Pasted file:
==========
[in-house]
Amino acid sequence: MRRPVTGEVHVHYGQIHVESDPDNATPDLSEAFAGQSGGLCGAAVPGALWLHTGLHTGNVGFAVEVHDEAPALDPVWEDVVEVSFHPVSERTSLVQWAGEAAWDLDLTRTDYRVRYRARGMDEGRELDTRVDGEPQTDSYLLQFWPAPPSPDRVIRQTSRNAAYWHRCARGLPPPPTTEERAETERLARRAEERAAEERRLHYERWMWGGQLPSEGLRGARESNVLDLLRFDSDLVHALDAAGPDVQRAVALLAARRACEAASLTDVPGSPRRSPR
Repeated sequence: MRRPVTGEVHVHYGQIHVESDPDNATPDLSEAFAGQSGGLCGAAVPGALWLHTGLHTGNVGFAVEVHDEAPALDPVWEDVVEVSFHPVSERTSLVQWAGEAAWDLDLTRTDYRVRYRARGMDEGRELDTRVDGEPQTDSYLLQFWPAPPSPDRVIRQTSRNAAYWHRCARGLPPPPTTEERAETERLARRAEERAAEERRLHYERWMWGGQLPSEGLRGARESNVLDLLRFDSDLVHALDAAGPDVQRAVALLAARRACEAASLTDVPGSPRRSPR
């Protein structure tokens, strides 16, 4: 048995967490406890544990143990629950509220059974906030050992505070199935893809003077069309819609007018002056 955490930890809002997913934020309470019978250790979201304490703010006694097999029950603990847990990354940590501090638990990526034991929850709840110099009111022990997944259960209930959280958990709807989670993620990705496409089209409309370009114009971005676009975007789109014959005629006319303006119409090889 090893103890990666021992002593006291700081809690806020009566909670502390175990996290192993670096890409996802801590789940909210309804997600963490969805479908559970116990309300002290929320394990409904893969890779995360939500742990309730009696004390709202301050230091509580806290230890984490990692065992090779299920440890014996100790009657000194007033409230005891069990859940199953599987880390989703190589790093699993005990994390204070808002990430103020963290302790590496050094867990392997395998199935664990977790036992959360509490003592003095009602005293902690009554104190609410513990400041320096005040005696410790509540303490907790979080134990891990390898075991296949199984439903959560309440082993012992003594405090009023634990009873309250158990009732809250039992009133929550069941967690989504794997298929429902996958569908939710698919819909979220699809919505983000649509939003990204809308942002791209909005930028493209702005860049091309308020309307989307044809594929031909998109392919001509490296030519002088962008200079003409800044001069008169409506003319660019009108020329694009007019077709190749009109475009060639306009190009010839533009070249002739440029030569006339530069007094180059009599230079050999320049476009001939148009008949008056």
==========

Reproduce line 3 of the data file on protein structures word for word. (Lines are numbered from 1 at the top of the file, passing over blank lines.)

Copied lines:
Repeated sequence: MRRPVTGEVHVHYGQIHVESDPDNATPDLSEAFAGQSGGLCGAAVPGALWLHTGLHTGNVGFAVEVHDEAPALDPVWEDVVEVSFHPVSERTSLVQWAGEAAWDLDLTRTDYRVRYRARGMDEGRELDTRVDGEPQTDSYLLQFWPAPPSPDRVIRQTSRNAAYWHRCARGLPPPPTTEERAETERLARRAEERAAEERRLHYERWMWGGQLPSEGLRGARESNVLDLLRFDSDLVHALDAAGPDVQRAVALLAARRACEAASLTDVPGSPRRSPR